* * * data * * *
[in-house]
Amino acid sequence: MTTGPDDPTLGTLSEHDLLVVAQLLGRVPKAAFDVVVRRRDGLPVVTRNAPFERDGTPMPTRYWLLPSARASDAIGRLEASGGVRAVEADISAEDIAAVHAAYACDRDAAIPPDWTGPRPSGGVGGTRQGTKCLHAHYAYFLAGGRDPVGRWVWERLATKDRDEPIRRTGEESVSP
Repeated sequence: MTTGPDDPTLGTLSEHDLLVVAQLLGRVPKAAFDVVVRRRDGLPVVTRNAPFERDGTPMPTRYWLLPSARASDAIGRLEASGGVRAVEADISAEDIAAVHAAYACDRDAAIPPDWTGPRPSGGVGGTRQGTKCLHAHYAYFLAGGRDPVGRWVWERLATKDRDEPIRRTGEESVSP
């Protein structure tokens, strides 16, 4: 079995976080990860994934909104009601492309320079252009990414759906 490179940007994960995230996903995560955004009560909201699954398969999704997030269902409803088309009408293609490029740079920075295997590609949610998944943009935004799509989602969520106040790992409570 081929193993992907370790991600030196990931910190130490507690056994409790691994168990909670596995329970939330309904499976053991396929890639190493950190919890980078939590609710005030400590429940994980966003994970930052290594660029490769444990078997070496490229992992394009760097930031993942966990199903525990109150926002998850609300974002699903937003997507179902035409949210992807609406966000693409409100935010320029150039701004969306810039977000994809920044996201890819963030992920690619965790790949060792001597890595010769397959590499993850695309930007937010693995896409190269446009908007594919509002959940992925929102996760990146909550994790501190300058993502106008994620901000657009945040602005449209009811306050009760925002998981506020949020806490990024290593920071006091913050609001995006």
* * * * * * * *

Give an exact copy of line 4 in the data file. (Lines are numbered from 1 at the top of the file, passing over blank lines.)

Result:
């Protein structure tokens, strides 16, 4: 079995976080990860994934909104009601492309320079252009990414759906 490179940007994960995230996903995560955004009560909201699954398969999704997030269902409803088309009408293609490029740079920075295997590609949610998944943009935004799509989602969520106040790992409570 081929193993992907370790991600030196990931910190130490507690056994409790691994168990909670596995329970939330309904499976053991396929890639190493950190919890980078939590609710005030400590429940994980966003994970930052290594660029490769444990078997070496490229992992394009760097930031993942966990199903525990109150926002998850609300974002699903937003997507179902035409949210992807609406966000693409409100935010320029150039701004969306810039977000994809920044996201890819963030992920690619965790790949060792001597890595010769397959590499993850695309930007937010693995896409190269446009908007594919509002959940992925929102996760990146909550994790501190300058993502106008994620901000657009945040602005449209009811306050009760925002998981506020949020806490990024290593920071006091913050609001995006």